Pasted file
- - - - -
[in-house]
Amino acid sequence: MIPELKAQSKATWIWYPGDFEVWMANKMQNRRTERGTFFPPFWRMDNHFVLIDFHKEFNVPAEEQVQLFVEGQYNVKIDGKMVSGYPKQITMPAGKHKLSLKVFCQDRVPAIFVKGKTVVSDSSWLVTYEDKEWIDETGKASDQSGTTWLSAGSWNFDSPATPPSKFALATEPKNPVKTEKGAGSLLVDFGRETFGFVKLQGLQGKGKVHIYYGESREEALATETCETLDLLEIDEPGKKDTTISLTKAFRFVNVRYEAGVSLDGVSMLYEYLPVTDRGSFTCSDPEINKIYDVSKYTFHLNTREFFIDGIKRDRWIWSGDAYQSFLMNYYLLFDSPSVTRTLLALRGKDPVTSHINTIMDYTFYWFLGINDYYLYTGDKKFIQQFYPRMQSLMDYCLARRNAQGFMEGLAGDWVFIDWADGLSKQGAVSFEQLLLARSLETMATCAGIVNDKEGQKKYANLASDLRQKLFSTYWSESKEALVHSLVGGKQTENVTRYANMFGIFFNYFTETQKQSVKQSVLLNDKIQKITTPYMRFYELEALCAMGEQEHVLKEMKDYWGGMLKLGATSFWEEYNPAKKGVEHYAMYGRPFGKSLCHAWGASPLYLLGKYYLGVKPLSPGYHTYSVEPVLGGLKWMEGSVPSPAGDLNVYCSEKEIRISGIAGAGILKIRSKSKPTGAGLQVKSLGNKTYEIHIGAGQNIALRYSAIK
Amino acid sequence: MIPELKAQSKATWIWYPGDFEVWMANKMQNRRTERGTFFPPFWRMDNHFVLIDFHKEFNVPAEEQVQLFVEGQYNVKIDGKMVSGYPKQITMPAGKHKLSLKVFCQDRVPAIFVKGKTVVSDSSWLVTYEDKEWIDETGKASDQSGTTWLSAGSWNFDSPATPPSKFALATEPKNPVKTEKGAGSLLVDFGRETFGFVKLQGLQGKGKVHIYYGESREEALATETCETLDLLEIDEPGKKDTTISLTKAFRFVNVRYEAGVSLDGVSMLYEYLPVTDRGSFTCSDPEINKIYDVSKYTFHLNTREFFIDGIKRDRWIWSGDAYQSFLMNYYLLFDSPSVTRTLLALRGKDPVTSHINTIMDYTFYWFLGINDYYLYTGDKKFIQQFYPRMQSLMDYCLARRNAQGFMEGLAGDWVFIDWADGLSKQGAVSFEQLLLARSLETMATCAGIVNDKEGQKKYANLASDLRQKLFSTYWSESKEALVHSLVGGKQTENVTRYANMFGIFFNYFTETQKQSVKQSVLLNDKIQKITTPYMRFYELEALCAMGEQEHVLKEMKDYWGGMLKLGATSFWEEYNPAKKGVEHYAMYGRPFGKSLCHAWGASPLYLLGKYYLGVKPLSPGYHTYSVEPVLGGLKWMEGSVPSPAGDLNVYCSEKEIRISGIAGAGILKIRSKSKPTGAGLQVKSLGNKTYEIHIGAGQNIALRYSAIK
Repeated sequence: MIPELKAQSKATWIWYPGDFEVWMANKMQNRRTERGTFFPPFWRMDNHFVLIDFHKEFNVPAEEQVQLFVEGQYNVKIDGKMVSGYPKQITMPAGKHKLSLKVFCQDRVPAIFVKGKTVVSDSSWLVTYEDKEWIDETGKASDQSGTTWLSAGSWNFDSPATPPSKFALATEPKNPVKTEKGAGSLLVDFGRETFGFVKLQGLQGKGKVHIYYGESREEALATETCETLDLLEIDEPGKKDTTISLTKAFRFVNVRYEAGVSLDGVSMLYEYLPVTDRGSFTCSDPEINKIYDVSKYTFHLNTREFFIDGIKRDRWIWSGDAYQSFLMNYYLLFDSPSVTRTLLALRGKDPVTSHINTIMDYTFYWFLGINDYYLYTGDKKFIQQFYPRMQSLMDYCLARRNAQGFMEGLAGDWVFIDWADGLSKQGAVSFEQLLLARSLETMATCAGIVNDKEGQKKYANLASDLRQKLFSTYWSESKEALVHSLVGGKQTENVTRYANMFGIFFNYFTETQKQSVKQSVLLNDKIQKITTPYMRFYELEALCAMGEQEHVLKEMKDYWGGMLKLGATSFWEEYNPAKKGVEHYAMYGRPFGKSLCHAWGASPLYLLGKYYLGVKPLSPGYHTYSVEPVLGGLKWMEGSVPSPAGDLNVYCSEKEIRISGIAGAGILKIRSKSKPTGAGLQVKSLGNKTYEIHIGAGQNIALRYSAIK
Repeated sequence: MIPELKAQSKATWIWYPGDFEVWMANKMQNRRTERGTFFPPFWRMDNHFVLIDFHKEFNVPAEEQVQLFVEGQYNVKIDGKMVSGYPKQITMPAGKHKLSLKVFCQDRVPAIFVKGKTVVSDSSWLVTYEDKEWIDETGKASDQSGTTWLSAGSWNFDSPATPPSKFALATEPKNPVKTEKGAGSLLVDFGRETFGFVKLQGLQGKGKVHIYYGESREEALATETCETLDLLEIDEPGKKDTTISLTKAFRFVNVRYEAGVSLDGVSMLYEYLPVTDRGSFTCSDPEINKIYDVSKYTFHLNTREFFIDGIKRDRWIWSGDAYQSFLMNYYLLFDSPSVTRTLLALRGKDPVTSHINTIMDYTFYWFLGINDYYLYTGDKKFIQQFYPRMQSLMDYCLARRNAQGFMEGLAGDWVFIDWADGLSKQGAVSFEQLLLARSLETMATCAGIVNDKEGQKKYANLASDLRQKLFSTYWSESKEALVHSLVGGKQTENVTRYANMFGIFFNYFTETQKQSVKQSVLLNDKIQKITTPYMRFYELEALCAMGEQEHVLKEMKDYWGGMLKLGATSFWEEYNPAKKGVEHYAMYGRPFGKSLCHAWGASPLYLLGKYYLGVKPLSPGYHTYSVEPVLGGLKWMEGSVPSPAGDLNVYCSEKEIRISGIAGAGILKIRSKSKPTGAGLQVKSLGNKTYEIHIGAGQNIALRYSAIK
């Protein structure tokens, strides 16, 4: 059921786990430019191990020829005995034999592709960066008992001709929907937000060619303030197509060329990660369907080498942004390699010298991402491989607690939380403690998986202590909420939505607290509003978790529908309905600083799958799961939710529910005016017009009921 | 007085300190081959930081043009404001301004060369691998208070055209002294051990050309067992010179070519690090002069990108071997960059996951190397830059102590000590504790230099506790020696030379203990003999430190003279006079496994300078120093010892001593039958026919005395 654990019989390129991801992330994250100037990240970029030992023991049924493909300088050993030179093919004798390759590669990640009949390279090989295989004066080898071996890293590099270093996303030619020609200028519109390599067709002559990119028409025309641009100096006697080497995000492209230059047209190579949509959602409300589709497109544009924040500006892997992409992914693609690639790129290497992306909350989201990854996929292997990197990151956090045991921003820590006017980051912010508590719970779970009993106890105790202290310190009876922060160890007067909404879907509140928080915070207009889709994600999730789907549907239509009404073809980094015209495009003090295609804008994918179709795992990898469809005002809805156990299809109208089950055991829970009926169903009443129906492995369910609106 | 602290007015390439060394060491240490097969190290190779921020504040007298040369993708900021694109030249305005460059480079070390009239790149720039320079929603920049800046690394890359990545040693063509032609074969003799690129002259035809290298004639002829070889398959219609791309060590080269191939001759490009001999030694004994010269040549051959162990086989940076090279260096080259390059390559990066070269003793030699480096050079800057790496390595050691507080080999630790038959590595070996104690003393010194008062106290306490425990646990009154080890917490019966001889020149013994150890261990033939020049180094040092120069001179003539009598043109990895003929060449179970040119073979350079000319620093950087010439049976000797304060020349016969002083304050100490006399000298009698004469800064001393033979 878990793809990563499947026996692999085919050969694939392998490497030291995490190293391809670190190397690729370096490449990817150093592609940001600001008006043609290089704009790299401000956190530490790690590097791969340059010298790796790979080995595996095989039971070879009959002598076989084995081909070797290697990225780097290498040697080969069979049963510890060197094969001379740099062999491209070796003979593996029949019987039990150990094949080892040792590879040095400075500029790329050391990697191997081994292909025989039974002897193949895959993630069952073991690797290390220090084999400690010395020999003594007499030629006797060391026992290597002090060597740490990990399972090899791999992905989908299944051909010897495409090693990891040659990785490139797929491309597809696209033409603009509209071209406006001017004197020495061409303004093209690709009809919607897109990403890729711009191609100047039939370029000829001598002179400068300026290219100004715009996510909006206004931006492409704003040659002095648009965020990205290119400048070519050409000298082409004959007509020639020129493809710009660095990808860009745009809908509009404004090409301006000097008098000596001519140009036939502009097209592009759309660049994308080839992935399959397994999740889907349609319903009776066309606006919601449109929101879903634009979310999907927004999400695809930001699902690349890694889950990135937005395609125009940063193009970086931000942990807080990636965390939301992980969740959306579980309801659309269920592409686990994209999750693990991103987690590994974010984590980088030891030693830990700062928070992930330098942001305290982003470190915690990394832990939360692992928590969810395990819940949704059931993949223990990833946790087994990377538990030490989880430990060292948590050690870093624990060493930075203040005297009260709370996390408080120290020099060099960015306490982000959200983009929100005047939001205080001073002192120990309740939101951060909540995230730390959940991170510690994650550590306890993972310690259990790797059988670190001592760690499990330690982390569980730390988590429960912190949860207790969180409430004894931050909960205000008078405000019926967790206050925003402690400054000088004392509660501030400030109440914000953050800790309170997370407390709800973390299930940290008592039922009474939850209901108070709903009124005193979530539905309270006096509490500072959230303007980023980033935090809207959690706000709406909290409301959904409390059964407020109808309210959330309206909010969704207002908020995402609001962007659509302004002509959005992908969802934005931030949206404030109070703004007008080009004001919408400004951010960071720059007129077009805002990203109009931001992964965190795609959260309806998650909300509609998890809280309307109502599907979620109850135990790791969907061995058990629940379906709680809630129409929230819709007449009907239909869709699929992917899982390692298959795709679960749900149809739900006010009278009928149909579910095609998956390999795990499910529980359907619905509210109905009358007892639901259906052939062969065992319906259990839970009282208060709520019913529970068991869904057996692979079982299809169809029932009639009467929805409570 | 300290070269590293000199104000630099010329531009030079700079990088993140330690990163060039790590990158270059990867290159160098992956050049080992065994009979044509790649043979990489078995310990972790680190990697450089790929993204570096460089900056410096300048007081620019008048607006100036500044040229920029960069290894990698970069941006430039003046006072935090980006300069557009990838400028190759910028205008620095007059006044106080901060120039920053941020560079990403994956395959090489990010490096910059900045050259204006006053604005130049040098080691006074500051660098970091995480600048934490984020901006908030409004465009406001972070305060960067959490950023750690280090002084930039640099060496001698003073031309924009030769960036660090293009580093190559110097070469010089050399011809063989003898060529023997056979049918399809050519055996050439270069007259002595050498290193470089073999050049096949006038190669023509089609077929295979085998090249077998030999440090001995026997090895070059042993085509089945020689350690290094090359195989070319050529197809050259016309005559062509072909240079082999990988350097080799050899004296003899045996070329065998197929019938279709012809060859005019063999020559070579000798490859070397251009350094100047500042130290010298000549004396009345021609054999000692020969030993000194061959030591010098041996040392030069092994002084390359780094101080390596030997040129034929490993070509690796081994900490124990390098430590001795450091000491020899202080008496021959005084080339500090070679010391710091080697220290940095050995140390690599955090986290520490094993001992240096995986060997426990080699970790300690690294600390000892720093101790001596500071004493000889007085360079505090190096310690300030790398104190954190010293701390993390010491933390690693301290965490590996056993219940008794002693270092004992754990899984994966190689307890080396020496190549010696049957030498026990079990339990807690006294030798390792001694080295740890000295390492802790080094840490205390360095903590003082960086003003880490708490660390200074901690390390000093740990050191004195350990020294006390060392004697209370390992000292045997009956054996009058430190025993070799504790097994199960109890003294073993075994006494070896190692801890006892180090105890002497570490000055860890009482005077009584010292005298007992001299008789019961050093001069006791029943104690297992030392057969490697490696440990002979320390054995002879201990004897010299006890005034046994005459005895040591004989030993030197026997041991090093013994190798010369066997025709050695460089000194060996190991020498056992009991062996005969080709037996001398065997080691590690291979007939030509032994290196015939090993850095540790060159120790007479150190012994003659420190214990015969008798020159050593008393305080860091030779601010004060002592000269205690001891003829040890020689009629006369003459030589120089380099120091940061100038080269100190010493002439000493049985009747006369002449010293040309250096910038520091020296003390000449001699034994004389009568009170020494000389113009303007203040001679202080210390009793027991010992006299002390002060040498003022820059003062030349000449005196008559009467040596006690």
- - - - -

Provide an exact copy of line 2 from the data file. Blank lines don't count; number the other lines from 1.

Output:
Amino acid sequence: MIPELKAQSKATWIWYPGDFEVWMANKMQNRRTERGTFFPPFWRMDNHFVLIDFHKEFNVPAEEQVQLFVEGQYNVKIDGKMVSGYPKQITMPAGKHKLSLKVFCQDRVPAIFVKGKTVVSDSSWLVTYEDKEWIDETGKASDQSGTTWLSAGSWNFDSPATPPSKFALATEPKNPVKTEKGAGSLLVDFGRETFGFVKLQGLQGKGKVHIYYGESREEALATETCETLDLLEIDEPGKKDTTISLTKAFRFVNVRYEAGVSLDGVSMLYEYLPVTDRGSFTCSDPEINKIYDVSKYTFHLNTREFFIDGIKRDRWIWSGDAYQSFLMNYYLLFDSPSVTRTLLALRGKDPVTSHINTIMDYTFYWFLGINDYYLYTGDKKFIQQFYPRMQSLMDYCLARRNAQGFMEGLAGDWVFIDWADGLSKQGAVSFEQLLLARSLETMATCAGIVNDKEGQKKYANLASDLRQKLFSTYWSESKEALVHSLVGGKQTENVTRYANMFGIFFNYFTETQKQSVKQSVLLNDKIQKITTPYMRFYELEALCAMGEQEHVLKEMKDYWGGMLKLGATSFWEEYNPAKKGVEHYAMYGRPFGKSLCHAWGASPLYLLGKYYLGVKPLSPGYHTYSVEPVLGGLKWMEGSVPSPAGDLNVYCSEKEIRISGIAGAGILKIRSKSKPTGAGLQVKSLGNKTYEIHIGAGQNIALRYSAIK